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ROGER OF WENDOVER Flowers of history. The history of England from the descent of the saxons to A.D. 1235. vol.2

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ROGER OF WENDOVER
Flowers of history. The history of England from the descent of the saxons to A.D. 1235. vol.2
page 486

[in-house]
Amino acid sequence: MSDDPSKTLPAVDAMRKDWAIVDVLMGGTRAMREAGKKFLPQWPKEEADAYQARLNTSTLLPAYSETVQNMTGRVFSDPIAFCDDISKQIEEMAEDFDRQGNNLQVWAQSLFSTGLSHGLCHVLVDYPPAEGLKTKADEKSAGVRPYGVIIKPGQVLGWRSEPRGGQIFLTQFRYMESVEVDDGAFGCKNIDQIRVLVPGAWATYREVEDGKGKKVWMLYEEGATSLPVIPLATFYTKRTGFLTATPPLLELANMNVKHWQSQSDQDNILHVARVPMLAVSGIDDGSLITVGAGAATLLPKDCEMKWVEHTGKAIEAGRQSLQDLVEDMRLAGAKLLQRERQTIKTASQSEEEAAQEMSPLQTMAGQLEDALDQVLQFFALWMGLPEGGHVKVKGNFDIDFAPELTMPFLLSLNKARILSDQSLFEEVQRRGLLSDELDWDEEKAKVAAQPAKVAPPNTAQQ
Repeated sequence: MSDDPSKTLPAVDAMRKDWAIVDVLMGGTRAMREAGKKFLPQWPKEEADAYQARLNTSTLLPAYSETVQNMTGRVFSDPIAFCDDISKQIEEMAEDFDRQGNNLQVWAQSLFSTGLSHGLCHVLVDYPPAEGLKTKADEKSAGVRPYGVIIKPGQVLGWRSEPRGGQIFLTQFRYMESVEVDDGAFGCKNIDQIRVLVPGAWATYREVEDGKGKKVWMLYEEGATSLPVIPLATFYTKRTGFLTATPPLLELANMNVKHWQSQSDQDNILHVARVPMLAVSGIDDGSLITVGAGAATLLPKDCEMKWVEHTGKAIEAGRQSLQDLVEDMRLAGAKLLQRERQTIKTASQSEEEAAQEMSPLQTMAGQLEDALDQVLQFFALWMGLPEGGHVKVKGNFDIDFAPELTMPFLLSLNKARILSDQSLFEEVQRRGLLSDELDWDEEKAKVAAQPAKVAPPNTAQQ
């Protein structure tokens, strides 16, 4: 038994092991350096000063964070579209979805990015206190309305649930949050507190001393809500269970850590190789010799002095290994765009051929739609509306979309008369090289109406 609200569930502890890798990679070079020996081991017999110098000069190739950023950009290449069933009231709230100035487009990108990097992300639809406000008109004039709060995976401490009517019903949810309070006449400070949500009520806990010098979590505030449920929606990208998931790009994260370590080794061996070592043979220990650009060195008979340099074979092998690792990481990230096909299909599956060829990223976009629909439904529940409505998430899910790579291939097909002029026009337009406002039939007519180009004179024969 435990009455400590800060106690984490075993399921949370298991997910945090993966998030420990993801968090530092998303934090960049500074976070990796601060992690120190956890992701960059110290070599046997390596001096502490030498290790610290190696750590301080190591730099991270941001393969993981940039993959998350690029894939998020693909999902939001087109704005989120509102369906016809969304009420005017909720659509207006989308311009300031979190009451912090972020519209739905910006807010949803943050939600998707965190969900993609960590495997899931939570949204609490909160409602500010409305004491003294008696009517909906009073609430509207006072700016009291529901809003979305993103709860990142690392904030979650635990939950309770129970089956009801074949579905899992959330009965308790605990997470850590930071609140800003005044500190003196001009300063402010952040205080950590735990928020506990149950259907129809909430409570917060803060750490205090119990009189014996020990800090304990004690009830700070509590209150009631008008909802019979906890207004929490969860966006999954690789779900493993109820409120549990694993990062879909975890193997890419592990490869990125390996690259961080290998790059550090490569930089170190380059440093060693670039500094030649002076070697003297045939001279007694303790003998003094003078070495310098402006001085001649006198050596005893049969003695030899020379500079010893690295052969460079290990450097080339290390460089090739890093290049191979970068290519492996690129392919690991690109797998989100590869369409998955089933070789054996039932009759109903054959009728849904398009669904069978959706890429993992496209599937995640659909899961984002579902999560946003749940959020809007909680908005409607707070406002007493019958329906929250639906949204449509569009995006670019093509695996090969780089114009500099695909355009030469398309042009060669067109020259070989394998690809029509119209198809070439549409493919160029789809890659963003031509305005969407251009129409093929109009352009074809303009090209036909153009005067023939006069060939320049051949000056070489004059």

A.r. 1227.j DEATH 0Γ FALCASI!'*. 4SÓ when, a short time after this at Bedford, his brothers and friends having been already hung, he was himself sent into exile a poor man, and now closed his life by a wretched death. In the same year too died the bishops, Benedict of Rochester, and Pandulph of Norwich : I'andulpb was succeeded by Thomas de Blundcville, a clerk of the king's treasury, who was consecrated by Stephen archbishop of Canterbury, on the Sunday next before Christmas. Of the extortion of money by the English king. A.I). 1227. King Henry kept Christmas at Reading, and in the same Christmas week, to the grief of many, died William earl of Essex, a brave young man, and one lavish in his generosity. The king then went to London and accused the citizens of having, to his loss, given five thousand marks" of silver to Louis the lately deceased French king, on his departure from England; he therefore, by the advice of quarrelsome counsellors, compelled them to pay him the like amount. lie moreover took from them the fifteenth part of their moveables as well as of their whole substance, the same as had been formerly granted to him by all throughout England. He also took from the inhabitants of Peterborough and the Northumbrians twelve hundred pounds, besides the fifteenth part, which all paid throughout the kingdom in general. Even the religious men and beneficed clergy were obliged to give up the fifteenth part of all their goods, as well of ecclesiastic as lay property ; and an appeal to the pope was of no use, for, the order of things being changed, archbishops and bishops, by authority of the pope and the church's censure, compelled those to pay whom the lay power could not, and they were thus deprived of all relief. /loie tlic king annulled the charters of liberties, at a council held at Oxford. In the month of February in the same year, the king assembled a council at Oxford, and before all present he dedeath. And oh, that that formidable stone in hell may not still crush him ! He died poisoned, having surfeited himself with stronitly poisoned tisli ; after taking his supper he lay down to sleep, and was discovered dead, black, stinking, and rotten, and without receiving the viaticum, or any rites, and was at once ignobly buried ; and thus reaping the fruits of hie works, he miserably closed his sinful life, unlanicnted; or, if any tears were shed for him, they were dry ones.


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